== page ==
Writer Tony Gilroy basically wrote the first movie under duress, and he was never happy with the experience for various reasons. When asked back for the sequels, he made sure the studio made it worth his while. I'm curious how some of you assess the ethics of what he did, though.
Later, though, Damon will wonder if maybe he has become a little too relaxed. Because suddenly, as we sit on a bench in the afternoon sunshine, he takes a major swing at Gilroy. Damon says that back in 2001, when the first Bourne movie, The Bourne Identity, was still in postproduction, Gilroy saw a rough cut and got worried. "The word on Bourne was that it was supposed to be a turkey," Damon says. "It's very rare that a movie comes out a year late, has four rounds of reshoots, and it's good. So Tony Gilroy arbitrated against himself to not be the writer with sole credit."
Typically screenwriters use the Writers Guild's arbitration process when they feel they've been denied credit unfairly. This time, Gilroy wanted to share the credit (and the blame), Damon says, "to have another guy take the bullet with him." And so someone named William Blake Herron is now cashing residual checks on Bourne, just like Gilroy is. (Actually Damon may have gotten his chronology wrong—one source says Herron initiated the credit dispute, but that Gilroy didn't oppose sharing credit.)
Gilroy wrote Bourne 2 as well: The Bourne Supremacy. Then, Damon says, for The Bourne Ultimatum, the third in the franchise, Gilroy struck a deal to write just one draft of the script, take no notes, do no rewrites, and get paid "an exorbitant amount of money." "It's really the studio's fault for putting themselves in that position," Damon says. "I don't blame Tony for taking a boatload of money and handing in what he handed in. It's just that it was unreadable. This is a career-ender. I mean, I could put this thing up on eBay and it would be game over for that dude. It's terrible. It's really embarrassing. He was having a go, basically, and he took his money and left."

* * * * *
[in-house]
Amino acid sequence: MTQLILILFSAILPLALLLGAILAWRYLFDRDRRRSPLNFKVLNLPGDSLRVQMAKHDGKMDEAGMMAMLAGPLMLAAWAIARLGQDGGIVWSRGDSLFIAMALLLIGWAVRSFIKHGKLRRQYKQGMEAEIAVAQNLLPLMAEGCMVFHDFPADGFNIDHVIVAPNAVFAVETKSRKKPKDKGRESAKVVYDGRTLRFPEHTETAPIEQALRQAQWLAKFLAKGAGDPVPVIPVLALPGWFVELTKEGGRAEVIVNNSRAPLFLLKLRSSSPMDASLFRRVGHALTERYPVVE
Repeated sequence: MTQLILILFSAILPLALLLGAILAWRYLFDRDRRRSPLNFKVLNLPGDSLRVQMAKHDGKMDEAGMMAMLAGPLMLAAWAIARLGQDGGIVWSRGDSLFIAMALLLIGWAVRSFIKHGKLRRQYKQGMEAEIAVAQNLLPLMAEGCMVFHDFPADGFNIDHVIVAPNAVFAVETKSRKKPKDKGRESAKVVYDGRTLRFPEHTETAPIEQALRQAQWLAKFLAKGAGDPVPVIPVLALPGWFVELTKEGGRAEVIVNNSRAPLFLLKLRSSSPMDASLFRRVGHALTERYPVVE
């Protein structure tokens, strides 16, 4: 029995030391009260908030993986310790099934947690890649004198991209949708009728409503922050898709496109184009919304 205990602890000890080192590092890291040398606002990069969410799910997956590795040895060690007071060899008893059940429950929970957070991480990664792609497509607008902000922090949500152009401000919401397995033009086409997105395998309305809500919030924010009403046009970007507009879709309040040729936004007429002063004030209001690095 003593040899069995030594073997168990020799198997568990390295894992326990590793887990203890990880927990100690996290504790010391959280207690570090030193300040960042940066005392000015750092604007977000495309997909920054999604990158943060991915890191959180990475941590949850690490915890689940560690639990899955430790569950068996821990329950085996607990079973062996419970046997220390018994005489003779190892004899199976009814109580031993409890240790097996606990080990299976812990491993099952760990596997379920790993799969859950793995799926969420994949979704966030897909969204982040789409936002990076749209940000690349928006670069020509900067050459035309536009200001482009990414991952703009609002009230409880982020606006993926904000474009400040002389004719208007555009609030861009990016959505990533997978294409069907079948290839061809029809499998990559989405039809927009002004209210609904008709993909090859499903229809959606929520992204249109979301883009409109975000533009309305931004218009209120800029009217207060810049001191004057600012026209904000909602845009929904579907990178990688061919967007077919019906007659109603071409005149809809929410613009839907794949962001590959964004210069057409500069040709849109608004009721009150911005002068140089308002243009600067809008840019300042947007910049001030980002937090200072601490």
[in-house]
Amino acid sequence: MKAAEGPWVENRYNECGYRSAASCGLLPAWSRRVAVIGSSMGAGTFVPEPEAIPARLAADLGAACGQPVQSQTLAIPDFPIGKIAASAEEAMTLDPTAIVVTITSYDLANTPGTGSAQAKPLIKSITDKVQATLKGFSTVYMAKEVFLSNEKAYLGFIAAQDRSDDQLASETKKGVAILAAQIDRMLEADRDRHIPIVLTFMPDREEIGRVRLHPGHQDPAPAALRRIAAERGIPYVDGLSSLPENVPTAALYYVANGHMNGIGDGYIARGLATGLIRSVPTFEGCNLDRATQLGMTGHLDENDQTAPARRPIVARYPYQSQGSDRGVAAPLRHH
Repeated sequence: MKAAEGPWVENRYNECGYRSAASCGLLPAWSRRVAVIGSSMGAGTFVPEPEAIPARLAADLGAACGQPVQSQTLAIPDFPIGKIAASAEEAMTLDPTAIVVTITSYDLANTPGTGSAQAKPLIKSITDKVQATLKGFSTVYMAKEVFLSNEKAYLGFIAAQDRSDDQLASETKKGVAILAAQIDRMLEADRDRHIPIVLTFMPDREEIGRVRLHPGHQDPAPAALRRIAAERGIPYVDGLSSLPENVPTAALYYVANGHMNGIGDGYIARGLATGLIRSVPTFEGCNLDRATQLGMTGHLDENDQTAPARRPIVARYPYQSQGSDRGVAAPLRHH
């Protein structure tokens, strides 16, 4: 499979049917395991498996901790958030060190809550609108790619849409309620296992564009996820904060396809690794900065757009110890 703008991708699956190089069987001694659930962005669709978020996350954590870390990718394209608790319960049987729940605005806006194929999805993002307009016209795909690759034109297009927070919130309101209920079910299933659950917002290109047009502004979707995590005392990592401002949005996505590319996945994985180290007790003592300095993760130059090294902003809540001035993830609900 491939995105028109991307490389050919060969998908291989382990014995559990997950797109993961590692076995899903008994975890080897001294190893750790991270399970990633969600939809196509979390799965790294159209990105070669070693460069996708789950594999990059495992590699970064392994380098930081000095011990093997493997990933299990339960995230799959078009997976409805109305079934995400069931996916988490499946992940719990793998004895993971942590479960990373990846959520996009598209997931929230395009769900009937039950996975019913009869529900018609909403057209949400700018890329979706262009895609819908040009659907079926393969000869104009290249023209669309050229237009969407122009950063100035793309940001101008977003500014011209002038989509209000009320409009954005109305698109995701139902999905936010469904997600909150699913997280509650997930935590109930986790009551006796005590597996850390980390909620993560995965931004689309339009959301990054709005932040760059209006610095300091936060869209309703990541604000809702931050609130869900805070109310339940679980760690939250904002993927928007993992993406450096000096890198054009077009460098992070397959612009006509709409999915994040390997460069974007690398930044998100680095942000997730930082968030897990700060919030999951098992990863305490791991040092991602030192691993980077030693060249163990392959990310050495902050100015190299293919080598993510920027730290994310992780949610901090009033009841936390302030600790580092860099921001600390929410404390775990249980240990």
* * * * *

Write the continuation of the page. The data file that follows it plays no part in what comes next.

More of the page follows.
Gilroy's lackluster work left the production in chaos, Damon says. "We had a start date. Like, 'It's coming out August of next year.' We're like, 'Hang on, we've got to figure out what the script is.' " In the end, the shooting script was written under extreme deadline pressure by George Nolfi and Scott Z. Burns, with input from Greengrass, Damon says. And then Gilroy raised another challenge. "Before the movie came out, he arbitrated to get sole credit," Damon says, disgusted. The WGA looked into it and turned Gilroy down. (He shares credit with Nolfi and Burns.) "That was just a little bit of justice, I have to say," Damon says.
The rest of the profile can be found here.